Dr. Scott Campbell has been on the faculty of the Department of Chemical & Biomedical Engineering at the University of South Florida since 1986. He currently serves as the department undergraduate advisor. Scott was a co-PI on an NSF STEP grant for the reform of the Engineering Calculus sequence at USF. This grant required him to build relationships with engineering faculty of other departments and also faculty from the College of Arts and Sciences. Over the course of this grant, he advised over 500 individual calculus students on their course projects. He was given an Outstanding Advising Award by USF and has been the recipient of numerous teaching awards at the department, college, university (Jerome Krivanek Distinguished Teaching Award) and state (TIP award) levels. Scott is also a co-PI of a Helios-funded Middle School Residency Program for Science and Math (for which he teaches the capstone course) and is on the leadership committee for an NSF IUSE grant to transform STEM Education at USF. His research is in the areas of solution thermodynamics and environmental monitoring and modeling.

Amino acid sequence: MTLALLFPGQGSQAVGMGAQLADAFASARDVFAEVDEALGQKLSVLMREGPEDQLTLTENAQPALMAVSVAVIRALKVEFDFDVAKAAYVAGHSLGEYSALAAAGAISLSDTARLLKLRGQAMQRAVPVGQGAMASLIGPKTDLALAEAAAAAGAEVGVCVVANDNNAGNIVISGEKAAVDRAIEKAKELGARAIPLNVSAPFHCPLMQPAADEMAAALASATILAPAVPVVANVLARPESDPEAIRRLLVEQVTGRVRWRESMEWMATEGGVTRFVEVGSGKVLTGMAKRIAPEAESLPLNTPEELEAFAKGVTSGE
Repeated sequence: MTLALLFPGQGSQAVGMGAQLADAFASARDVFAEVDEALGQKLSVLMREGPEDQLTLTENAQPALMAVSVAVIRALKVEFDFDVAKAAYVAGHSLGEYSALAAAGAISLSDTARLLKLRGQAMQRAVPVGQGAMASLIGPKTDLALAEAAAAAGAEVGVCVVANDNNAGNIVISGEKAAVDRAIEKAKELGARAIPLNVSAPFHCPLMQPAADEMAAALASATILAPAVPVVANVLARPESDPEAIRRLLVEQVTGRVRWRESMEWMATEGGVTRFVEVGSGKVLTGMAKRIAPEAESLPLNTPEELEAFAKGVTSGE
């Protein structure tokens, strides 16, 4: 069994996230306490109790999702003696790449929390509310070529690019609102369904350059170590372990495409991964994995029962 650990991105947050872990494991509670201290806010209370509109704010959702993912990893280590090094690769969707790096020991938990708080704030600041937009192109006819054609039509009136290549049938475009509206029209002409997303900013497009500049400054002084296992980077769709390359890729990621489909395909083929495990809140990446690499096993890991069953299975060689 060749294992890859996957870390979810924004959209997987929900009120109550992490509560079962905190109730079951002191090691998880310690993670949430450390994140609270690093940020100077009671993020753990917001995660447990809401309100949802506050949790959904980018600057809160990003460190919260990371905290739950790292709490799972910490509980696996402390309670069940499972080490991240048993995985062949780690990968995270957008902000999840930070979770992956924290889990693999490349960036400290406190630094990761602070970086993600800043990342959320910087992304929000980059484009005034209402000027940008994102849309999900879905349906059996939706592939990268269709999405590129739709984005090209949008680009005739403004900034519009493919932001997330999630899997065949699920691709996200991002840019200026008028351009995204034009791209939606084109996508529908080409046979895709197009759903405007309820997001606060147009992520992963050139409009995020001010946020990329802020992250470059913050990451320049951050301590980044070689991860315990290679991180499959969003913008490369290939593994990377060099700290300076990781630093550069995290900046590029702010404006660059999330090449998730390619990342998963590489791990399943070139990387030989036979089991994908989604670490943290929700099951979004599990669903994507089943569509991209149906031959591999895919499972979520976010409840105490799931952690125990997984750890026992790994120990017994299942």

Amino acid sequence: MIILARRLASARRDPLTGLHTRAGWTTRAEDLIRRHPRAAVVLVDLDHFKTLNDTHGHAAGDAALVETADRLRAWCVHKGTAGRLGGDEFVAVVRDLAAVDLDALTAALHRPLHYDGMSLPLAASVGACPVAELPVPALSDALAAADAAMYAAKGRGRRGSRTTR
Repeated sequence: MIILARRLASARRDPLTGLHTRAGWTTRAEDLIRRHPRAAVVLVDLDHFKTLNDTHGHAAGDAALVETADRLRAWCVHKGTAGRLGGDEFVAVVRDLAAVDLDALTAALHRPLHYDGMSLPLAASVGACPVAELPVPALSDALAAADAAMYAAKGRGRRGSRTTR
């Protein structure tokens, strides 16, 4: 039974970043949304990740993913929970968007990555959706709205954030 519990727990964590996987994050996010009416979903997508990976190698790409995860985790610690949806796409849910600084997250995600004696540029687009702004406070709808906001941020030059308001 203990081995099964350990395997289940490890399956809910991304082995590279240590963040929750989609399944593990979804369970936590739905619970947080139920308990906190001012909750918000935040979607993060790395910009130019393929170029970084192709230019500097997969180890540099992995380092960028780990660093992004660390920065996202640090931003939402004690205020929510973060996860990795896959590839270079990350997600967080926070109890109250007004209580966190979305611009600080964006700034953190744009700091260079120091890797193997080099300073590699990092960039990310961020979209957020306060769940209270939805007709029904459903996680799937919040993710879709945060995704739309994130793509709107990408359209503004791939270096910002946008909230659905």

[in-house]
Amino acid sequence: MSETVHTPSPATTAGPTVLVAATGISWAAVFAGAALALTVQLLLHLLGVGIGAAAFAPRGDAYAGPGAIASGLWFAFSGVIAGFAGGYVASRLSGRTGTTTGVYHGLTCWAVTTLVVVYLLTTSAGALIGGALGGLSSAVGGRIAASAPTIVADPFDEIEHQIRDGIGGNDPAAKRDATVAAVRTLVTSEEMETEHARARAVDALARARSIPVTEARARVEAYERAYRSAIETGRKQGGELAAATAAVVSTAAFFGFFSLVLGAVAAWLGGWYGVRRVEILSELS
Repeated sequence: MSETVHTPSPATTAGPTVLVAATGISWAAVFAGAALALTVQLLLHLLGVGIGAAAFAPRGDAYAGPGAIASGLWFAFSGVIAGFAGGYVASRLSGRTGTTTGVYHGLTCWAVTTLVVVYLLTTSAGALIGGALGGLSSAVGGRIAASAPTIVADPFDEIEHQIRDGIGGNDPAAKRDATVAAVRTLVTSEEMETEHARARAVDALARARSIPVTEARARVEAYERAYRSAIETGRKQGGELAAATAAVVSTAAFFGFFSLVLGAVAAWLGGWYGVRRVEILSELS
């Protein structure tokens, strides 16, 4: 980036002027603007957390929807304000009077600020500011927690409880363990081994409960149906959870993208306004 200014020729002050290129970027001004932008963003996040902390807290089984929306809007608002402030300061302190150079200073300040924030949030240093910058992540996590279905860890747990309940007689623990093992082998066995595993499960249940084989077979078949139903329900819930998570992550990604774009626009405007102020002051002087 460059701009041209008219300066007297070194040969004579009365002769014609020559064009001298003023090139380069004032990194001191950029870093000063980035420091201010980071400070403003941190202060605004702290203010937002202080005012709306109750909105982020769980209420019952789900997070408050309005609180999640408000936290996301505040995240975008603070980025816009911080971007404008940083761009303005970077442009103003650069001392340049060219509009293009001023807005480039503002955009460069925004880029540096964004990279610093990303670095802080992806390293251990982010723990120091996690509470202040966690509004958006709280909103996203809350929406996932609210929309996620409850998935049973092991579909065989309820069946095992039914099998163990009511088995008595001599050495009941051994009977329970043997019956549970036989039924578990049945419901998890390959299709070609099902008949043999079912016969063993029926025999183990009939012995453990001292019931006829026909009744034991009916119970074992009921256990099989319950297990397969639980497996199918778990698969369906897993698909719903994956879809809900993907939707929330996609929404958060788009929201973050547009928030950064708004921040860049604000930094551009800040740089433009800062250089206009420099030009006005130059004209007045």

Venkat Bhethanabotla obtained his BS from Osmania University in Hyderabad, India, and Ph.D. from Penn State in Pennsylvania, USA, both in Chemical Engineering. He is professor in the Department of Chemical & Biomedical Engineering at University of South Florida. He serves as an associate editor for the IEEE Sensors Journal, and serves as a member of the Administrative Committee of the IEEE Sensors Council and in the Administrative Committee of the IEEE-UFFFC. Venkat is an elected Fellow of the AIChE.
Dr. Sylvia Wilson Thomas is currently an Associate Professor in Electrical Engineering and former Assistant Dean for the College of Engineering at the University of South Florida in Tampa, Florida. She holds several patents and has over twenty-five years of experience in industry and academia.
Sylvia Wilson Thomas, Ph.D. leads the Advanced Membrane/Materials Bio and Integration Research (AMBIR) laboratory at USF. Dr. Thomas' research and teaching endeavors are focused on advanced membranes/materials for alternative energy sources, sustainable environments, electronics, and bio-applications from the micro to the nano scale. Her research investigates the fabrication of inorganic and organic thin films and nanofibers for device integration. Thomas’ research group specializes in characterizing, modeling, and integrating membranes that demonstrate high levels of biocompatibility, thermal reflectivity, mechanical robustness, and environmental sustainability, such as carbides, sol-gel coatings, high temperature oxides, and several polymers. Her research is interdisciplinary in nature and fosters collaborations with Chemical and Biomedical, Mechanical, and Environmental Engineering, Physics, Chemistry, Public Health, Medicine, and the Nanotechnology Research and Education Center (NREC).
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